Four Carlisle residents have been chosen as members of the Greater Boston Youth Symphony Orchestras (GBYSO), an independent organization housed at Boston University's School for the Arts, which offers a variety of musical opportunities for young performers throughout New England. ...more

It was a dominant performance by the CCHS chorus at the statewide Massachusetts Instrumental and Choral Conductors Association (MICCA) competition on Friday April 5. The 160-person chorus sang with passion and professionalism for the standing-room-only crowd. The chorus rocked the house with three numbers: "Aina-That Good News", "Shenandoah" and "Rock My Soul". As a result of their gold performance, they will sing at Tanglewood on May 12 in Ozawa Hall. ...more

Carlisle Superintendent of Schools Davida Fox-Melanson presented the Edith May Slyffe Award for Distinguished Junior High School Mathematics Teaching to middle school math teacher Elizabeth Perry. This honor, awarded by the Mathematical Association of America, recognizes both Ms. Perry and the consistent excellence of the middle school mathematics program in Carlisle, as it is based on the top student scores for the past three years on the American Mathematics Competition 8 (AMC 8). ...more

First day of school

First day of school ­ September 3 and kindergarten walk-through ...more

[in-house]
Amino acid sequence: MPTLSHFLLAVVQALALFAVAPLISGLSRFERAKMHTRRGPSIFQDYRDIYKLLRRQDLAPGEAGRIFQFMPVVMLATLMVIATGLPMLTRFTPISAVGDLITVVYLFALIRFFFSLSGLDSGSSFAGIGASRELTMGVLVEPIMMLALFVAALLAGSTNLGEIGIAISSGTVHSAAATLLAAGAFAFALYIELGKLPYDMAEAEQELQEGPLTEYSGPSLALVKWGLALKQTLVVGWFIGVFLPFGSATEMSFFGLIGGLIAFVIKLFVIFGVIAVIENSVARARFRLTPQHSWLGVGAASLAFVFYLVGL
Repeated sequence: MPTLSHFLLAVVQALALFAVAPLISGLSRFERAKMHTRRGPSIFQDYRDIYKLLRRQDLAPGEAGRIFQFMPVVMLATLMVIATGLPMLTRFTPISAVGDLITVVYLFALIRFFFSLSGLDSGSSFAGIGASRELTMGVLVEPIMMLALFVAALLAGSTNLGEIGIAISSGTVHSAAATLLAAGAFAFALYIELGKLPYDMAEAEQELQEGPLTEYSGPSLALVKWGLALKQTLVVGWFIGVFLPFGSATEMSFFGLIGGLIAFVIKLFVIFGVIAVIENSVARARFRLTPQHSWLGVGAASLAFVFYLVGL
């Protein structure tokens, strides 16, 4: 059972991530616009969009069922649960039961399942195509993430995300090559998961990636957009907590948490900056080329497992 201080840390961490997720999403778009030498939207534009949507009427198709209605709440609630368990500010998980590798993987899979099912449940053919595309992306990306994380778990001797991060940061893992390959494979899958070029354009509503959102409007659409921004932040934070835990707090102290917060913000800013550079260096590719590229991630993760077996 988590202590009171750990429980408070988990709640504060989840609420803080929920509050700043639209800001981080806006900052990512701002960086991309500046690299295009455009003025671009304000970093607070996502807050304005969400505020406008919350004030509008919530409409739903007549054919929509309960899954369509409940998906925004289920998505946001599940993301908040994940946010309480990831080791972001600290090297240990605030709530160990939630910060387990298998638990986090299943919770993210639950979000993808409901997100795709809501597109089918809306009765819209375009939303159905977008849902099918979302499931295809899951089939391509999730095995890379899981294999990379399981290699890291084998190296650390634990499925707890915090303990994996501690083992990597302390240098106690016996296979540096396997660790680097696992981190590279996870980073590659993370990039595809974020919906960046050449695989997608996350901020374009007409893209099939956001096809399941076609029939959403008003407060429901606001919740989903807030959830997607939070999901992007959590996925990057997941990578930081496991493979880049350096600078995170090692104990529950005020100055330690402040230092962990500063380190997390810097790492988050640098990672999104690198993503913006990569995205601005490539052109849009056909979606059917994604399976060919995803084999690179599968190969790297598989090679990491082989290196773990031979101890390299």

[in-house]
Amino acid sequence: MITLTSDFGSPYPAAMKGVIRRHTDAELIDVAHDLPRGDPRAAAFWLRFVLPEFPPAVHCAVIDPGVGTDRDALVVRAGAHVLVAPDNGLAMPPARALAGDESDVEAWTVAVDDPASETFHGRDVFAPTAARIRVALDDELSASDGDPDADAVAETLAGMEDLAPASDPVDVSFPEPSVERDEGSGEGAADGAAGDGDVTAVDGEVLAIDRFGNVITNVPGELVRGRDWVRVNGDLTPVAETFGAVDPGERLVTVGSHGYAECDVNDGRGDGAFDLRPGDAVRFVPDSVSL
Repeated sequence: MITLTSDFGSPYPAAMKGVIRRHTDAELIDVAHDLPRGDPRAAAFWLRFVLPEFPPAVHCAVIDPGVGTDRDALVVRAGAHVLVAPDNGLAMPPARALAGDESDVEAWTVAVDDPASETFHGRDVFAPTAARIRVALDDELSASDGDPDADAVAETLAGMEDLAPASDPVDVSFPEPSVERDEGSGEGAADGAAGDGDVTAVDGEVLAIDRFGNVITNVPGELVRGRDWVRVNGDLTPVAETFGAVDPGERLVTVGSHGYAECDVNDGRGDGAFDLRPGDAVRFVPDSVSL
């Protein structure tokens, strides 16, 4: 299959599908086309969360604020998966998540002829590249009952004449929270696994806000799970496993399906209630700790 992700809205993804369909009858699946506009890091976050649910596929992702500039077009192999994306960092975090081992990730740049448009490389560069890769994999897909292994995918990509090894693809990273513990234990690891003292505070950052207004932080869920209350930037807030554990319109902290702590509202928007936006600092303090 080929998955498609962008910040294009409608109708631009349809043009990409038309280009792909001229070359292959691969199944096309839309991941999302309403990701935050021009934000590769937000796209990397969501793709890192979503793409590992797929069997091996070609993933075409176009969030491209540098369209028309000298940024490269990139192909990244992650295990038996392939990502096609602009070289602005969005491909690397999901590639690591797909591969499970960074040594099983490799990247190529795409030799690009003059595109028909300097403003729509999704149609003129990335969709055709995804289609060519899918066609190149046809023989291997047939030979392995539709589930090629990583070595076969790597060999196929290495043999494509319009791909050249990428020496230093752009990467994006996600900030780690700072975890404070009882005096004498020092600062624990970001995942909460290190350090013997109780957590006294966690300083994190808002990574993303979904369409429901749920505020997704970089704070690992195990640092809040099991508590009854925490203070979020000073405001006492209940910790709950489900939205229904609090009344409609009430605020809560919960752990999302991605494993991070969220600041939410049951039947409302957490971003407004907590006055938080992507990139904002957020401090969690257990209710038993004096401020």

Why is it important to exchange your mercury fever thermometer for a digital one? Mercury is a pollutant that is toxic to the nervous system. When mercury-containing products are broken or incinerated with trash, it can evaporate quickly and be deposited in lakes and rivers where it can be transformed into methylmercury, the most toxic form. Methylmercury builds up in the flesh of fish and may ultimately end up back on the dinner table. The amount of mercury in a single thermometer is enough to contaminate all the fish in a lake with a surface area of 20 acres. At least 80 bodies of water in Massachusetts currently have fish consumption advisories for pregnant women and children, since unborn children are most at risk to methylmercury poisoning. ...more

Town Hall, 6:30 p.m.

(Note time change)

6:30 Guy LaChance, state ...more


2002 The Carlisle Mosquito